ORLANDO CHAMBER OF COMMERCE Serving East to Southeast Orlando

Andrew Cole is the executive director for the East Orlando Chamber of Commerce, which serves the needs of members through a variety of member-only benefits, networking events, educational seminars and promotional opportunities.

what flyers and commercials are saying. We, the people, have an opportunity to make change, so let’s do this responsibly. Vote candidates into office who will work for residents and the business community. I encourage you to put your party affiliations aside and vote for the best candidate who you feel will work to better our local and state governments. If you're unsure who to vote for, the chamber can help. I invite you to attend Pancakes and Promises at the DoubleTree Orlando Airport hotel on Sept. 12. Come enjoy a pancake breakfast while the candidates who are on the general election ballot rotate from table to table, providing answers to your specific questions. Become an informed voter. The event will conclude with a straw poll. Let’s come together as a community and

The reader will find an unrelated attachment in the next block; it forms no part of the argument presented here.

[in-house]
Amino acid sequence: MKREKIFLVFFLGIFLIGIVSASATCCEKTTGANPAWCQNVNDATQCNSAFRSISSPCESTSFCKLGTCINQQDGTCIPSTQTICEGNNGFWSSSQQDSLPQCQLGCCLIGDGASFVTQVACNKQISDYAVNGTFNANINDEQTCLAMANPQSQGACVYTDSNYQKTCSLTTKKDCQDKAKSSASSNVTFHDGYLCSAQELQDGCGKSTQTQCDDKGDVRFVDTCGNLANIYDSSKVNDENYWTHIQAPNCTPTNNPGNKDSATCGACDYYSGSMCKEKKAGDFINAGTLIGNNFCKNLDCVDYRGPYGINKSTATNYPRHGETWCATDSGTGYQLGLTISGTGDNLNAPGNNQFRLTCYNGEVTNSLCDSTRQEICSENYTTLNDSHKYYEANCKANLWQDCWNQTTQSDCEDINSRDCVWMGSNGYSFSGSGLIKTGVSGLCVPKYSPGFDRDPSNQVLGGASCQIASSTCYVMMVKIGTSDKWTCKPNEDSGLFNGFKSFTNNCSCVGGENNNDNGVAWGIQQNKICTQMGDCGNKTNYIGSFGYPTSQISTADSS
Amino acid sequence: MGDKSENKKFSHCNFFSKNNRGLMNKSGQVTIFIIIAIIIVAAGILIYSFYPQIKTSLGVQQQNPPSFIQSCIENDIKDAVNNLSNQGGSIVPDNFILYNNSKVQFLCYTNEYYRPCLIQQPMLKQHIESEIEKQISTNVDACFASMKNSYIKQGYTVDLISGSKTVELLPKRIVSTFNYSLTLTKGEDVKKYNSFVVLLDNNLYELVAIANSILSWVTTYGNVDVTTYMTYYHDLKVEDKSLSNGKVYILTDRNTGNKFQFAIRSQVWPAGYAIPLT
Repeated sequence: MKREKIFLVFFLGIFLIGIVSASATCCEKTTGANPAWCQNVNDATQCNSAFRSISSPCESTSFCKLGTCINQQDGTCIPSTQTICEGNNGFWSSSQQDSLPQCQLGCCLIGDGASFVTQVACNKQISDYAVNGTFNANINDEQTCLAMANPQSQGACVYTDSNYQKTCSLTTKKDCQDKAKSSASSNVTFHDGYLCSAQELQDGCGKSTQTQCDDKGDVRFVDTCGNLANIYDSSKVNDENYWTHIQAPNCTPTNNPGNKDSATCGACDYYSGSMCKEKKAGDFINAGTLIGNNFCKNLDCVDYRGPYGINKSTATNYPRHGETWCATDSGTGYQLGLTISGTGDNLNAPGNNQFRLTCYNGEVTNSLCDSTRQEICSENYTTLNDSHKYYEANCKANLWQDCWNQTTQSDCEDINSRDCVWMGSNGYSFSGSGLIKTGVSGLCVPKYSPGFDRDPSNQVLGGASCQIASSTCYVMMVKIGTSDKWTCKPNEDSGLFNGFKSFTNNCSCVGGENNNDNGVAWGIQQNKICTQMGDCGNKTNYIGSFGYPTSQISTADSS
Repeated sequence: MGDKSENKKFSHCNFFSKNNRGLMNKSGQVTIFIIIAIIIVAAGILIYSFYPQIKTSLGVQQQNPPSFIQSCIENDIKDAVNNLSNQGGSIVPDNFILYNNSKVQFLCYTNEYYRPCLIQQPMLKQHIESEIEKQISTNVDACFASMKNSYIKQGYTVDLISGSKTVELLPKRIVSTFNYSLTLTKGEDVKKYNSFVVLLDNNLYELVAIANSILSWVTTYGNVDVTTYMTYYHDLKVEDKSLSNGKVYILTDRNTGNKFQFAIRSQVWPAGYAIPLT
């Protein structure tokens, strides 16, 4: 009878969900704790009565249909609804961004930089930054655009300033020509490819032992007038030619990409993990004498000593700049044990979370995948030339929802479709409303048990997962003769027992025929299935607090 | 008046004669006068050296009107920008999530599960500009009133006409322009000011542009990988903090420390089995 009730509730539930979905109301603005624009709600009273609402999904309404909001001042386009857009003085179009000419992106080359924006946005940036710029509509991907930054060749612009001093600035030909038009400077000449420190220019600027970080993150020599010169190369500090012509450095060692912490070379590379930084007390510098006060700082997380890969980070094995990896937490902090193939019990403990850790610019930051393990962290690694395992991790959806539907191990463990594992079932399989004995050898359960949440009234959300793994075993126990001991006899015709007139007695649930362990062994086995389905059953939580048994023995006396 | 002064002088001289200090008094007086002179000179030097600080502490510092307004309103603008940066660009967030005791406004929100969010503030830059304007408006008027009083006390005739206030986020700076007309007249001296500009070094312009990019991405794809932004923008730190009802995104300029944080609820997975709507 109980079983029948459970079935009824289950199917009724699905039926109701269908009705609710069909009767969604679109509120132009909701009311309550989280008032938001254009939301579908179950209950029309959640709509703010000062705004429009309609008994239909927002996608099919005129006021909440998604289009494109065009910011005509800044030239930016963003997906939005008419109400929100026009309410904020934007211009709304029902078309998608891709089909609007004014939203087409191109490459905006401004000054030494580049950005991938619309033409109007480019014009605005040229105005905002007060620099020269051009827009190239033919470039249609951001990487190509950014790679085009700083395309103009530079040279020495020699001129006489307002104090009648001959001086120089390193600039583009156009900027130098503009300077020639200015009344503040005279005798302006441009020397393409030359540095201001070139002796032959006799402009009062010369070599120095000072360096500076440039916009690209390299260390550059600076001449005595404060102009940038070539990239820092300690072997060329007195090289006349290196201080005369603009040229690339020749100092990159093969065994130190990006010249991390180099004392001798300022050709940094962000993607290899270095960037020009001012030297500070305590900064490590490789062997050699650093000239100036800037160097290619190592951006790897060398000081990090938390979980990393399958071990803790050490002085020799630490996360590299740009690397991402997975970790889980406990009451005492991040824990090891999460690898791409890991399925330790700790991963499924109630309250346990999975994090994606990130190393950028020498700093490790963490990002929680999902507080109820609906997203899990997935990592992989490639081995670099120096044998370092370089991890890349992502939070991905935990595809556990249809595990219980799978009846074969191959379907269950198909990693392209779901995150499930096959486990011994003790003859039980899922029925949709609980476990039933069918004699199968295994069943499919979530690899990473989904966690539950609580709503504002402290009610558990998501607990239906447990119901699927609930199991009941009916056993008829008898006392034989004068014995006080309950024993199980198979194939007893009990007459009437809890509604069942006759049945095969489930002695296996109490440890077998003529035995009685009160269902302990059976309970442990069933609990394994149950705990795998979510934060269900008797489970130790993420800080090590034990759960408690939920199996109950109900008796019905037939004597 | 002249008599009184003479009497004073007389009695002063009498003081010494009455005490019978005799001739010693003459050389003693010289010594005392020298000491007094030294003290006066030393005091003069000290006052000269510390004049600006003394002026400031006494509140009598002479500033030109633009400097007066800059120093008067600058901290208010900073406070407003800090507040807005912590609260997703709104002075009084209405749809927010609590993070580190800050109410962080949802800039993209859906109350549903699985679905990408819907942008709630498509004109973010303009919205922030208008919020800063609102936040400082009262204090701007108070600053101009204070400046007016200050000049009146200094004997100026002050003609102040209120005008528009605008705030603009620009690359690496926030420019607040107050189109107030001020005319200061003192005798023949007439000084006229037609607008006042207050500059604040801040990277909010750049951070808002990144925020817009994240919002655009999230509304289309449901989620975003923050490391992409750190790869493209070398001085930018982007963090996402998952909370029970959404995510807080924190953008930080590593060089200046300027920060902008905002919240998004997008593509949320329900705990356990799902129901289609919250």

make Central Florida the best place to live, work and play with a government working for us. The East Orlando Chamber of Commerce covers everything east of I-4 and has benefits you won’t believe. Check our website, EOCC.org, or call the office at 407-277-5951 to discover more.

September Events: September 12 Pancakes and Promises 7:30-9:30 a.m. DoubleTree by Hilton Orlando Airport 5555 Hazeltine National Dr. Orlando, FL 32812 September 19 Chamber Luncheon - Preparing for a NonTraditional Path to Success Speaker: Dr. Barbara Jenkins 11:30 a.m. – 1:15 p.m. Bonefish Grill 12301 Lake Underhill Rd. Orlando, FL 32828

Education and Arts! This month, the Oviedo Winter Springs Regional Chamber of Commerce will host its annual Education Update Luncheon, sponsored by St. Luke's Lutheran Church and School. We will hear from Jason Wysong, executive director of ePathways & Strategic Partnerships about this innovative program and how it connects SCPS with the workforce and higher education institutions. Thank you to all who voted for the BEST businesses in Oviedo & Winter Springs during the 2018 Ovations